WKU VP Mead spends time fishing, playing fantasy football

Katherine Wade

On weekdays, Ann Mead spends most of her time on campus, juggling her jobs as administrator and instructor.

But on the weekends, Mead can be found in a much different environment.

Mead, vice president for Finance and Administration and a University Experience teacher, loves to fish and spends most weekends at a home she bought at Barren River Lake.

Mead said fishing is a way to “disconnect from the pressures of the week.”

“People are often shocked when they hear that I love to fish,” she said. “I guess they think I’m a girly-girl, but I do everything from baiting the hook to taking the fish off it if I’m so lucky.”

Mead has a son, Trevor Mead, who is a student at WKU. He said they spend a lot of time on the boat or at the dock together.

“We both love fishing,” he said. “It’s really her main thing though. She’ll spend hours at a time at the dock.”

The biggest fish Mead said she has ever caught is a 17-inch large-mouth bass.

Besides fishing, Mead has a number of passions that keep her busy off the job.

Trevor Mead recently convinced his mother to participate in her first ever fantasy football league.

“I lost the first game rather significantly,” she said.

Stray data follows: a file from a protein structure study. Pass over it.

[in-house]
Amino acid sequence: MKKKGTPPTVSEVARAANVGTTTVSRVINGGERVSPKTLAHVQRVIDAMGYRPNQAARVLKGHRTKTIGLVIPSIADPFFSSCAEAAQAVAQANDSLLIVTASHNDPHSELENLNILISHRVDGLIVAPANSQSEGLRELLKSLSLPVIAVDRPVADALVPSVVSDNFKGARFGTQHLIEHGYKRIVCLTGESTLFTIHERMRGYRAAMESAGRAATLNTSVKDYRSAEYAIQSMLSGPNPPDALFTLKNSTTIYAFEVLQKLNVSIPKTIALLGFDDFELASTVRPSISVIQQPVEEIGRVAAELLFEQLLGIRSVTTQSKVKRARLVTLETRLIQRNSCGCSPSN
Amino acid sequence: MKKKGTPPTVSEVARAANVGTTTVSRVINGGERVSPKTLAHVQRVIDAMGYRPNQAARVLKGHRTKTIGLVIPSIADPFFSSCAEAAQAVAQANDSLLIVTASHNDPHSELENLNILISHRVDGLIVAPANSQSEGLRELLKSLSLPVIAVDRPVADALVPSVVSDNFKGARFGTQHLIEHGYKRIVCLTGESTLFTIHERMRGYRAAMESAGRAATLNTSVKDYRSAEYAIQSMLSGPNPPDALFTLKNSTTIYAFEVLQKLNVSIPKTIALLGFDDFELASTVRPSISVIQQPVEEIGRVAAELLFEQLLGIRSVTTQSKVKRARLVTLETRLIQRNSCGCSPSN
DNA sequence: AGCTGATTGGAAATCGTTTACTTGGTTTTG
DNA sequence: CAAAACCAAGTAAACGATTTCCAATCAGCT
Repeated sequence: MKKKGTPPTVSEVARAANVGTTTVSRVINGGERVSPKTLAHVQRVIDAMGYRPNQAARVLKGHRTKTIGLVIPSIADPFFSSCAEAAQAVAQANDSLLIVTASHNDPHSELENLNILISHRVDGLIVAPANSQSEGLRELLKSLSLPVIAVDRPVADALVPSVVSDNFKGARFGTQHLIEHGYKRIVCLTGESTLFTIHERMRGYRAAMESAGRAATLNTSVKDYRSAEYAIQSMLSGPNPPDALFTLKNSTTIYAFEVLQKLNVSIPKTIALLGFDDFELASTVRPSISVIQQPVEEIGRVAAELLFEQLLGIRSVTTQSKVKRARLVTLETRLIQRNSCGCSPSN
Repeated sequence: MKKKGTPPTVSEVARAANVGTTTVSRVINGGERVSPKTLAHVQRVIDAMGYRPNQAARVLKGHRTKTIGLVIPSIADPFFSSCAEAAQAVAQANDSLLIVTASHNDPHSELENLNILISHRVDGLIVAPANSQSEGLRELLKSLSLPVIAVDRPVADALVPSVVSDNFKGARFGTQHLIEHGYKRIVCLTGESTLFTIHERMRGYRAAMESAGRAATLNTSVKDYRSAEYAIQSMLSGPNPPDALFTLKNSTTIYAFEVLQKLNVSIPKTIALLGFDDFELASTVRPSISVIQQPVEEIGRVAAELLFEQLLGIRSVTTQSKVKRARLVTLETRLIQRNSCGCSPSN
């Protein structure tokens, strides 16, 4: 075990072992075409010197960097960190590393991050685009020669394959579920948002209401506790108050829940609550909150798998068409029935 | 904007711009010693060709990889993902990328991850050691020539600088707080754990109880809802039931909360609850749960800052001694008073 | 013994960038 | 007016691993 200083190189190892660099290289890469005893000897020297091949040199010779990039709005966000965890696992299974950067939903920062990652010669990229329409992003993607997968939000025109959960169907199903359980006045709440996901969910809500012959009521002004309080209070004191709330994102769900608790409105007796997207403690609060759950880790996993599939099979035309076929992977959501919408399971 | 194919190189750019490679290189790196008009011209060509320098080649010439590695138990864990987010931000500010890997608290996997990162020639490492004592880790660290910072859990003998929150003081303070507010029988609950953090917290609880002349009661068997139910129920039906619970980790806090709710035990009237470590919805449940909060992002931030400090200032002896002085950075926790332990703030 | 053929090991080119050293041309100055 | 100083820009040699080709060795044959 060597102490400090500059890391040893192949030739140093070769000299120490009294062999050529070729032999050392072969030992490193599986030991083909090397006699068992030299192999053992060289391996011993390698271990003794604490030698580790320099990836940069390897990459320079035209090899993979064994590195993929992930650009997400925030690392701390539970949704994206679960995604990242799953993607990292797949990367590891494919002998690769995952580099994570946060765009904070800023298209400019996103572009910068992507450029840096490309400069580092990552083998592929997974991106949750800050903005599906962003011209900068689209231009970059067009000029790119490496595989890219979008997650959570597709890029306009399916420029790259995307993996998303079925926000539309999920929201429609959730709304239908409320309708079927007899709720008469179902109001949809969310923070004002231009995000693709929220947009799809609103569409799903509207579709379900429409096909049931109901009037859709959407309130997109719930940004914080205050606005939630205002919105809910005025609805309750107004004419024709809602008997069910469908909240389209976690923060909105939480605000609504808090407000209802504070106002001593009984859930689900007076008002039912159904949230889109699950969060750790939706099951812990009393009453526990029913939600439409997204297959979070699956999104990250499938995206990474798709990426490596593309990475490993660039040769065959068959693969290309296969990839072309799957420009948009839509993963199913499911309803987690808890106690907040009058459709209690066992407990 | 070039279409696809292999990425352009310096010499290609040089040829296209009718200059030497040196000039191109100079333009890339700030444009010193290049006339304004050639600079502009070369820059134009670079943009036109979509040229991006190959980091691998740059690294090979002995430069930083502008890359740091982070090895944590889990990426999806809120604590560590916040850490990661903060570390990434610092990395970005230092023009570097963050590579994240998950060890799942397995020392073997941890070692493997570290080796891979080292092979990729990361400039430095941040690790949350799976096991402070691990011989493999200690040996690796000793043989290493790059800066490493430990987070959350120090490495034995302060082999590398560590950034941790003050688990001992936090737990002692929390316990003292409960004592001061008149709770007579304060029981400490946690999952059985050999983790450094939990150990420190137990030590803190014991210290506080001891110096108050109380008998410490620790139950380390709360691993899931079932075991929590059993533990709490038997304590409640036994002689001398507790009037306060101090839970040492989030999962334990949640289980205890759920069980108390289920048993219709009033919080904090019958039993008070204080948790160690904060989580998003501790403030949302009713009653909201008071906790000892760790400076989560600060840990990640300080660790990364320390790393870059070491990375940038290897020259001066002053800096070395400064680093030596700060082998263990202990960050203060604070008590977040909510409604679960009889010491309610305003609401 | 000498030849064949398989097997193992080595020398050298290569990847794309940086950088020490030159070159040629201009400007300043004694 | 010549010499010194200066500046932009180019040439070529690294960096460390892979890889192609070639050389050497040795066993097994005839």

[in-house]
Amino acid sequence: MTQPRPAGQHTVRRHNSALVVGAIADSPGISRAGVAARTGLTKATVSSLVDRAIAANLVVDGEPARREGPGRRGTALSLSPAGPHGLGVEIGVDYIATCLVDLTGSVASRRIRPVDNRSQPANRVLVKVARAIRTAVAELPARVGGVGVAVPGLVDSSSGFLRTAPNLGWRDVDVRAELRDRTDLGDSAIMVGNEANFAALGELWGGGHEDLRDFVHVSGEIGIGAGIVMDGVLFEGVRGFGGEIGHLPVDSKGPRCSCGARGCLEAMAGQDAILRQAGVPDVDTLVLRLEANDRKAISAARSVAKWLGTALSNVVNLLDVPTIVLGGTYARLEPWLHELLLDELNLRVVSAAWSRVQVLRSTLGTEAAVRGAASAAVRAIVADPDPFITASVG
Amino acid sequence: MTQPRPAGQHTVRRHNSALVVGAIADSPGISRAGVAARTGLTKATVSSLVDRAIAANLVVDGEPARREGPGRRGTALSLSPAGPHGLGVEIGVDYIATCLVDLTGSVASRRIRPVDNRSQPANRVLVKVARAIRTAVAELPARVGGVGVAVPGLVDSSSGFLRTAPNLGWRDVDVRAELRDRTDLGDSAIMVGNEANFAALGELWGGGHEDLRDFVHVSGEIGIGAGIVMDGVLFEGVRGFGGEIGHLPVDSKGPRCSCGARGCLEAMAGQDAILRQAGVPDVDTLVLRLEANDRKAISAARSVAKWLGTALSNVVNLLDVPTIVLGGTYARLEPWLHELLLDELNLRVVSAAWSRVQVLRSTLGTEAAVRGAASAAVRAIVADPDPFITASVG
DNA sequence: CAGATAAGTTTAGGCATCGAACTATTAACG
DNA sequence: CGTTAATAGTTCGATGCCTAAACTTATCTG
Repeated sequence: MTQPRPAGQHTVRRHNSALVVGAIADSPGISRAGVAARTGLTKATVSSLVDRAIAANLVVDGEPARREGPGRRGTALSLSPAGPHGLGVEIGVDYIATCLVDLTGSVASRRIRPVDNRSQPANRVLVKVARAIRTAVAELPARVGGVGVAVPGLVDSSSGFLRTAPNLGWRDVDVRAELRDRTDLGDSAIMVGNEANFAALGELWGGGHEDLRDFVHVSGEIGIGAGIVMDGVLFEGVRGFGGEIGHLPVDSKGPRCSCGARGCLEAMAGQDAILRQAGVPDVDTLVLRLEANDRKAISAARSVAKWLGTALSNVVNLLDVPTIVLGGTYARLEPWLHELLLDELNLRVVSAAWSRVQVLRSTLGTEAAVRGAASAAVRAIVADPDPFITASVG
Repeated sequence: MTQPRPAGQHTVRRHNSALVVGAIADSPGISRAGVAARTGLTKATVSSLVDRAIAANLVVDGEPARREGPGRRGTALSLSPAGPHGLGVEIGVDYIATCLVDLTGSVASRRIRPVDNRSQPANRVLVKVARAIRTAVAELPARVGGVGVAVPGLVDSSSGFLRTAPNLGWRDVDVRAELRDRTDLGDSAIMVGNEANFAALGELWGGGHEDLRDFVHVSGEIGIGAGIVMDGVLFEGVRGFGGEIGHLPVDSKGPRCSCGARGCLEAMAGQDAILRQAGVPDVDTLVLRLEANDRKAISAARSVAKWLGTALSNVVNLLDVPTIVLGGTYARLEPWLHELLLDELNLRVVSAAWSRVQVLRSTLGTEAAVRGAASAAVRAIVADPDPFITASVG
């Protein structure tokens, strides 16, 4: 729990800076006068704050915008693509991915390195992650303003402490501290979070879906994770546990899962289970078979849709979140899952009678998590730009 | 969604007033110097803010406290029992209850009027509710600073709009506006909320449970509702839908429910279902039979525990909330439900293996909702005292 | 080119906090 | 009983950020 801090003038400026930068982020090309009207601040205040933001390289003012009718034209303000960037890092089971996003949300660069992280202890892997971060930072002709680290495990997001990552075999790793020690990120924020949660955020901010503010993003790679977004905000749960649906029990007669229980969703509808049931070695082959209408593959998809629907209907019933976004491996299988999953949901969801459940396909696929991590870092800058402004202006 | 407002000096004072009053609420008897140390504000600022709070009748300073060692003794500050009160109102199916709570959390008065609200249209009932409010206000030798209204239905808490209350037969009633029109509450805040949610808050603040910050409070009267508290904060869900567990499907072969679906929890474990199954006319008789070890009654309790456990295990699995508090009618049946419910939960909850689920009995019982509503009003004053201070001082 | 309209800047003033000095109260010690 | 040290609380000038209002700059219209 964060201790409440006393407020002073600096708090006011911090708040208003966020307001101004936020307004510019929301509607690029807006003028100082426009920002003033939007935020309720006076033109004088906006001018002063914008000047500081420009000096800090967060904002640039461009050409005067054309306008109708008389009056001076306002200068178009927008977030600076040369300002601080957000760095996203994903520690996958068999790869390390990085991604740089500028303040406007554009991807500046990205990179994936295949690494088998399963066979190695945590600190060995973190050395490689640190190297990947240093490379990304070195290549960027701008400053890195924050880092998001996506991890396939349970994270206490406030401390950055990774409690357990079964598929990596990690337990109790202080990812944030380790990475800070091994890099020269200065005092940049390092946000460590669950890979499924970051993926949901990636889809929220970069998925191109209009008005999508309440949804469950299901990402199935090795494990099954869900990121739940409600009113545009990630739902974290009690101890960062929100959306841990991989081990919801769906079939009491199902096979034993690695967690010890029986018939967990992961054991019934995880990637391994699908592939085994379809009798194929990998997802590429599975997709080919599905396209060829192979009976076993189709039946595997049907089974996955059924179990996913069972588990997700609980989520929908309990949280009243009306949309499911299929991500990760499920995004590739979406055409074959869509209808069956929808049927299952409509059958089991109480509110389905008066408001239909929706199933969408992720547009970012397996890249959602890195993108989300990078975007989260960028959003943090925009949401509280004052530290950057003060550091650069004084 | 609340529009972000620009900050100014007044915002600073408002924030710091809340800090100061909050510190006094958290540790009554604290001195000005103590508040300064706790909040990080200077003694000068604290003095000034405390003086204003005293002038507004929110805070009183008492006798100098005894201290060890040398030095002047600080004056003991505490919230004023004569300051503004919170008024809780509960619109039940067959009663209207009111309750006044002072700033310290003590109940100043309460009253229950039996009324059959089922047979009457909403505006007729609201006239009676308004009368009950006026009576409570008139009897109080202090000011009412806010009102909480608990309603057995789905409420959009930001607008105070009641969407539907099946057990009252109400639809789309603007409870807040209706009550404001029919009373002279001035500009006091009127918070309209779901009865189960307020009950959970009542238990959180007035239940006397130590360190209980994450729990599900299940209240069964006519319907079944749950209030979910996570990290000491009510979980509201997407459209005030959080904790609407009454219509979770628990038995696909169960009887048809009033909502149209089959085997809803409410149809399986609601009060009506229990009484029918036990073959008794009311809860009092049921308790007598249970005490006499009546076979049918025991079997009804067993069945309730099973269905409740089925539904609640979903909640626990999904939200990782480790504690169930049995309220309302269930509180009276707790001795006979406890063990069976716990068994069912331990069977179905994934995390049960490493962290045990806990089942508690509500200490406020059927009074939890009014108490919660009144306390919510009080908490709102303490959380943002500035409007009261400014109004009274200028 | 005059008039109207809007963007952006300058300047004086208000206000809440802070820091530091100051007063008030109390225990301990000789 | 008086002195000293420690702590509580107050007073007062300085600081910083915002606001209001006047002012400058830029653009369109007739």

Trevor Mead said his mother has been getting really into the fantasy football league this past year.

“I kinda help her with it,” he said. “She doesn’t know a lot about it.”

Trevor Mead said he and his mother have always been close.

“We have a real easygoing relationship,” he said.

Ann Mead also volunteers for the animal rescue program through the Humane Society in Bowling Green. This often involves helping transport dogs part of the way from Georgia to Minnesota. She recently drove four dogs from Bowling Green to Elizabethtown.

Mead said she loves animals and tries to make a difference in their lives. She has adopted four dogs and three cats from the Humane Society.

“Each one has a story,” she said. “I never planned on having that many pets!”

Before coming to WKU, Mead spent 17 years as Director for Finance for the Council on Postsecondary Education. During her time here, she has held a number of positions, including director of institutional research and chief financial officer.

Now, Mead works as an administrator and teaches a University Experience class for business majors.

“As an administrator, with your day to day duties…you don’t feel as in touch with the heart of the campus because that’s the students,” she said.

Mead said she made the decision seven years ago that she’d like to spend time in the classroom.

“I feel passionately about mentoring students, and I really enjoy the interaction,” she said.

Mead said she wants to be able to convey at every opportunity that WKU really cares about students individually, especially freshmen.

Mead said teaching has given her a greater appreciation for faculty and how much work they do. It has also made her a better administrator, she said.

Mead said when she retires from her administrative position, she hopes to keep teaching.

And, of course, keep fishing.